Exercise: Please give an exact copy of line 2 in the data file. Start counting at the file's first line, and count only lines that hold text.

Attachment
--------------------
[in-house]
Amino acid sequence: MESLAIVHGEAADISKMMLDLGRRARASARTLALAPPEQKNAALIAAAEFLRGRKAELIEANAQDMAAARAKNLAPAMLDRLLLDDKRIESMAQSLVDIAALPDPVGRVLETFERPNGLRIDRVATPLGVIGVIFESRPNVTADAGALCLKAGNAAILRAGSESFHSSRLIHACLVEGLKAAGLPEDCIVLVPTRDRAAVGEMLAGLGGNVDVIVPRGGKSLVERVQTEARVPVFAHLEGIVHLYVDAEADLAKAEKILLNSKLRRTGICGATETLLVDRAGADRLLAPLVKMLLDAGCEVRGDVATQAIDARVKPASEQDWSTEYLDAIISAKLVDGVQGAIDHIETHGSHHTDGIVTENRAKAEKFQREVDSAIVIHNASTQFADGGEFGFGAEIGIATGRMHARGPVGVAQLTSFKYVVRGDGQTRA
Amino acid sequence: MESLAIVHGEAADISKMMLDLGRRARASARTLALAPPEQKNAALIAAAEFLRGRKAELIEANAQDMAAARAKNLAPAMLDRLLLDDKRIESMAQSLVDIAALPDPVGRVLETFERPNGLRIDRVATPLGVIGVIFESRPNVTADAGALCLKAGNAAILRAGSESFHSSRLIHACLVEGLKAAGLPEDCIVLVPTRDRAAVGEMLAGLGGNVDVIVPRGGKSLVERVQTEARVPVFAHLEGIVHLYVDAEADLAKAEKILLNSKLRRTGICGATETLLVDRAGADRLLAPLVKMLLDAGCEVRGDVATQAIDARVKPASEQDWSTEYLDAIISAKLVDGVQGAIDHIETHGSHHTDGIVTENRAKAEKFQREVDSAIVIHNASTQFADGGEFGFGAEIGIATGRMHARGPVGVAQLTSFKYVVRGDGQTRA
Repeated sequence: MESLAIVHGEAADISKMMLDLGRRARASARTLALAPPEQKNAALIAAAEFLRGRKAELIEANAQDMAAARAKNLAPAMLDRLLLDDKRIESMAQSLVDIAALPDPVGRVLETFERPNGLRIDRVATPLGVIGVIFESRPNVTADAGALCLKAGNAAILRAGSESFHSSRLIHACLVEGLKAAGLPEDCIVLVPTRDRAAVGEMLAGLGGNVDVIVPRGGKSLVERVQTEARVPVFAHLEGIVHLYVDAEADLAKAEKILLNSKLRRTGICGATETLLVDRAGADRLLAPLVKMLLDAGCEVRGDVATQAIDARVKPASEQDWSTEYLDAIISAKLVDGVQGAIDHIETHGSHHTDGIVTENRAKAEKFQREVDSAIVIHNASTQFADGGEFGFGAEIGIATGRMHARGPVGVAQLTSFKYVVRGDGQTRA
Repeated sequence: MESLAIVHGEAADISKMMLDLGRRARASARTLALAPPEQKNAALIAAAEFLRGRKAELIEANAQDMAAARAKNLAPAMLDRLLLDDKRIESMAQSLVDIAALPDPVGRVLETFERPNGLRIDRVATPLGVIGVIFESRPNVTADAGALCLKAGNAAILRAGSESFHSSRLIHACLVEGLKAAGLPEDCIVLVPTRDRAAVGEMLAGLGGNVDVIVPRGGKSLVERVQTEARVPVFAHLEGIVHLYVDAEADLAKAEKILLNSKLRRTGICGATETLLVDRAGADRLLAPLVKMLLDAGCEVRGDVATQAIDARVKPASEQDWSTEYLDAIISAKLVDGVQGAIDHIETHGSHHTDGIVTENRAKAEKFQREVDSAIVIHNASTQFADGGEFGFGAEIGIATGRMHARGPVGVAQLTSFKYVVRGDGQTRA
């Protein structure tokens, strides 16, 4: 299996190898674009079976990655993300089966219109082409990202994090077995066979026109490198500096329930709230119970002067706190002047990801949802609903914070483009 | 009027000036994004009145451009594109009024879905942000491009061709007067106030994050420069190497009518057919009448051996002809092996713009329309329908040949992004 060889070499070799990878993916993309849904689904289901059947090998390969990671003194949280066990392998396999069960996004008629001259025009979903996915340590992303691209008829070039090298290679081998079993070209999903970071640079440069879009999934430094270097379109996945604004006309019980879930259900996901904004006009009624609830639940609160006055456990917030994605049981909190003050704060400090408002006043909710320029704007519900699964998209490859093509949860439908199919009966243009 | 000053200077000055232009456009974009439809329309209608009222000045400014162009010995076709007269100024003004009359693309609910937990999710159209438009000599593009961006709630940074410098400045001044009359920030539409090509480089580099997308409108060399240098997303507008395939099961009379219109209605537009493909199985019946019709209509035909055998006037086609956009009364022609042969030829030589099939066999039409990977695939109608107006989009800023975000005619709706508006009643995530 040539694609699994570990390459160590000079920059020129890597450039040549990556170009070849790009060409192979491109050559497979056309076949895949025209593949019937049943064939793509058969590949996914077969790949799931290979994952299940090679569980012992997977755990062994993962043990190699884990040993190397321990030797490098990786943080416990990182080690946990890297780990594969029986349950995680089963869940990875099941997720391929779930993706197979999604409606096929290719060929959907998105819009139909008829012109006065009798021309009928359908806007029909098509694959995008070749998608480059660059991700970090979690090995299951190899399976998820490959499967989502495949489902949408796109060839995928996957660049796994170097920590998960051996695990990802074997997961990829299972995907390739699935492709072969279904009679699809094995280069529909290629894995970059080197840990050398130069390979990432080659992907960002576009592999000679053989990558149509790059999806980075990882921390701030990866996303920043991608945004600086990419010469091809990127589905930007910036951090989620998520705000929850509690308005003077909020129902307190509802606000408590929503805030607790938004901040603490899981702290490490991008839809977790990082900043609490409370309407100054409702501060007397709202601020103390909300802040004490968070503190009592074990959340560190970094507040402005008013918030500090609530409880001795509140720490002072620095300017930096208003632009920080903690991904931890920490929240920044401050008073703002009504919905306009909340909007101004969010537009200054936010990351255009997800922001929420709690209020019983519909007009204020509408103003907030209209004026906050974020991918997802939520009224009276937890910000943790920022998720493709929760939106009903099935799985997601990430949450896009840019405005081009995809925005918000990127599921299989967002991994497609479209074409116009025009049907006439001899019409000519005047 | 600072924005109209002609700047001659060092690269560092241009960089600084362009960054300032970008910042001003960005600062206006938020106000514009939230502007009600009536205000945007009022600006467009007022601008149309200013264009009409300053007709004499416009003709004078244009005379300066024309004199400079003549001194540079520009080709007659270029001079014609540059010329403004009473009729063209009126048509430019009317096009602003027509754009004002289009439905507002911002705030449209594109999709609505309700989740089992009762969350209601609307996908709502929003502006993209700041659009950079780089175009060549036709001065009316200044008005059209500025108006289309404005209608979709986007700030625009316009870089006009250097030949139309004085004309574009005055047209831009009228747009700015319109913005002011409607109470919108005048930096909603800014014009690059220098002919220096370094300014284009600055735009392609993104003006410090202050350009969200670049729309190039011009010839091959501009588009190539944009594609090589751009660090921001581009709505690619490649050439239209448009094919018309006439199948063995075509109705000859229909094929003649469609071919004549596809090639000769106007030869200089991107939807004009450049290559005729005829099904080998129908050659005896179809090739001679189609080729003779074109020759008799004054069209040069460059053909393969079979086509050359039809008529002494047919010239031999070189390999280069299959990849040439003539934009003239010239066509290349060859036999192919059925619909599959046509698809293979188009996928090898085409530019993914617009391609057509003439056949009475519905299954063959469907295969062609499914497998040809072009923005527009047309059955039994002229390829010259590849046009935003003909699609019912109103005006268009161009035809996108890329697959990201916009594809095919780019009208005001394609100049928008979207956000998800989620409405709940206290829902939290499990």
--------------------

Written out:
Amino acid sequence: MESLAIVHGEAADISKMMLDLGRRARASARTLALAPPEQKNAALIAAAEFLRGRKAELIEANAQDMAAARAKNLAPAMLDRLLLDDKRIESMAQSLVDIAALPDPVGRVLETFERPNGLRIDRVATPLGVIGVIFESRPNVTADAGALCLKAGNAAILRAGSESFHSSRLIHACLVEGLKAAGLPEDCIVLVPTRDRAAVGEMLAGLGGNVDVIVPRGGKSLVERVQTEARVPVFAHLEGIVHLYVDAEADLAKAEKILLNSKLRRTGICGATETLLVDRAGADRLLAPLVKMLLDAGCEVRGDVATQAIDARVKPASEQDWSTEYLDAIISAKLVDGVQGAIDHIETHGSHHTDGIVTENRAKAEKFQREVDSAIVIHNASTQFADGGEFGFGAEIGIATGRMHARGPVGVAQLTSFKYVVRGDGQTRA